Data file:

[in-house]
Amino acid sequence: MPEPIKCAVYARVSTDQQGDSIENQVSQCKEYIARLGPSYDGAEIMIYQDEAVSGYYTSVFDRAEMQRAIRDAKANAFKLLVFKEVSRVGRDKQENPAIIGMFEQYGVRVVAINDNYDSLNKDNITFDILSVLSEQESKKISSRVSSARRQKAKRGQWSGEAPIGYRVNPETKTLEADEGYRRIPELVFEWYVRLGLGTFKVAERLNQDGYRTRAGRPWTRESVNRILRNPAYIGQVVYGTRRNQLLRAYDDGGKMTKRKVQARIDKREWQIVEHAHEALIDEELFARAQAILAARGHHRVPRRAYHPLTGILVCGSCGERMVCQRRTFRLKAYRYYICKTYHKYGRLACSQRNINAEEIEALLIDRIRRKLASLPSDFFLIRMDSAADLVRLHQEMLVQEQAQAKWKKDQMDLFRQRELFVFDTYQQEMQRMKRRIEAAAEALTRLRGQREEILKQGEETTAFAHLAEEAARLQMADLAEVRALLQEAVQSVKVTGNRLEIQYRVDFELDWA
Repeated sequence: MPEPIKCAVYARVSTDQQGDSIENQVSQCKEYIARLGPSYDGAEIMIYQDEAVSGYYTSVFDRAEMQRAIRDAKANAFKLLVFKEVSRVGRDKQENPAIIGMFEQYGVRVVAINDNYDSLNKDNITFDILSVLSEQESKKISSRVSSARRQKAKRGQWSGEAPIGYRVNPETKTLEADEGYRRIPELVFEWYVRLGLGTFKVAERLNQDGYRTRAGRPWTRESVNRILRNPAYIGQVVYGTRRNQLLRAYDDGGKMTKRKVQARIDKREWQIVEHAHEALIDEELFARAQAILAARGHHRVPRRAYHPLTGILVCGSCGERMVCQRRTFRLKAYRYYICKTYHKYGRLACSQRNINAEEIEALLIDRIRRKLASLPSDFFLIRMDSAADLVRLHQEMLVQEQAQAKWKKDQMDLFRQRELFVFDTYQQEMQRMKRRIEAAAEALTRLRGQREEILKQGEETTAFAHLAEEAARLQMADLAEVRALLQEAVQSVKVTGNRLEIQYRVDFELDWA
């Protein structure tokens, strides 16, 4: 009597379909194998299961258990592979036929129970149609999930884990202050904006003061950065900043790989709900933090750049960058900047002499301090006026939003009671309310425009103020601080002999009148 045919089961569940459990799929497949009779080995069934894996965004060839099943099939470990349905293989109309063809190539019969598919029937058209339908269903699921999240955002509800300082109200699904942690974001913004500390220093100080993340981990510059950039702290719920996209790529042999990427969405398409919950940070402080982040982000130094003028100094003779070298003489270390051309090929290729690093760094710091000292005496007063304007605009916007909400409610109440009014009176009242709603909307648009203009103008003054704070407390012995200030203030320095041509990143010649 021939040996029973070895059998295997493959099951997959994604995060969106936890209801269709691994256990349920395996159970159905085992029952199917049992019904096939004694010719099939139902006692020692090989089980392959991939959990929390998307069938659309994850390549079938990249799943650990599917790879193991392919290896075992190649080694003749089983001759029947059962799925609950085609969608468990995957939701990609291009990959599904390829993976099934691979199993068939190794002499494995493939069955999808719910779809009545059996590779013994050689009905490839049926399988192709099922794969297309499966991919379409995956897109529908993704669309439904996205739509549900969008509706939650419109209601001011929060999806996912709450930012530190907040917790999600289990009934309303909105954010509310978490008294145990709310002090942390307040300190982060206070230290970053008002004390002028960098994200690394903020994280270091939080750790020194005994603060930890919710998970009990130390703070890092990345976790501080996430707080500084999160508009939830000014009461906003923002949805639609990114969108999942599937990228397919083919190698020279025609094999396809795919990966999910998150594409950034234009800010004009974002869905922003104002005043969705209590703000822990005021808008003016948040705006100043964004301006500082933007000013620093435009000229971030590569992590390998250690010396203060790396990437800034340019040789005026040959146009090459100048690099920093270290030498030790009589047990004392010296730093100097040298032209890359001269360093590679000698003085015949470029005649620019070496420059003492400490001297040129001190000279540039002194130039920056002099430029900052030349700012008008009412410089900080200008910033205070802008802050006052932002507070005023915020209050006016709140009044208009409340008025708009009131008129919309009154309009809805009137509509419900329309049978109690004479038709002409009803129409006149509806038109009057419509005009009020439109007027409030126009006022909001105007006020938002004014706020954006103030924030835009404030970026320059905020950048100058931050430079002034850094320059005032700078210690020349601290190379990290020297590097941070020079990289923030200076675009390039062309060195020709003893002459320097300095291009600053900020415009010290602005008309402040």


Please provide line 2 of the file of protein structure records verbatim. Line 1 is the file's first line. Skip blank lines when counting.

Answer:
Amino acid sequence: MPEPIKCAVYARVSTDQQGDSIENQVSQCKEYIARLGPSYDGAEIMIYQDEAVSGYYTSVFDRAEMQRAIRDAKANAFKLLVFKEVSRVGRDKQENPAIIGMFEQYGVRVVAINDNYDSLNKDNITFDILSVLSEQESKKISSRVSSARRQKAKRGQWSGEAPIGYRVNPETKTLEADEGYRRIPELVFEWYVRLGLGTFKVAERLNQDGYRTRAGRPWTRESVNRILRNPAYIGQVVYGTRRNQLLRAYDDGGKMTKRKVQARIDKREWQIVEHAHEALIDEELFARAQAILAARGHHRVPRRAYHPLTGILVCGSCGERMVCQRRTFRLKAYRYYICKTYHKYGRLACSQRNINAEEIEALLIDRIRRKLASLPSDFFLIRMDSAADLVRLHQEMLVQEQAQAKWKKDQMDLFRQRELFVFDTYQQEMQRMKRRIEAAAEALTRLRGQREEILKQGEETTAFAHLAEEAARLQMADLAEVRALLQEAVQSVKVTGNRLEIQYRVDFELDWA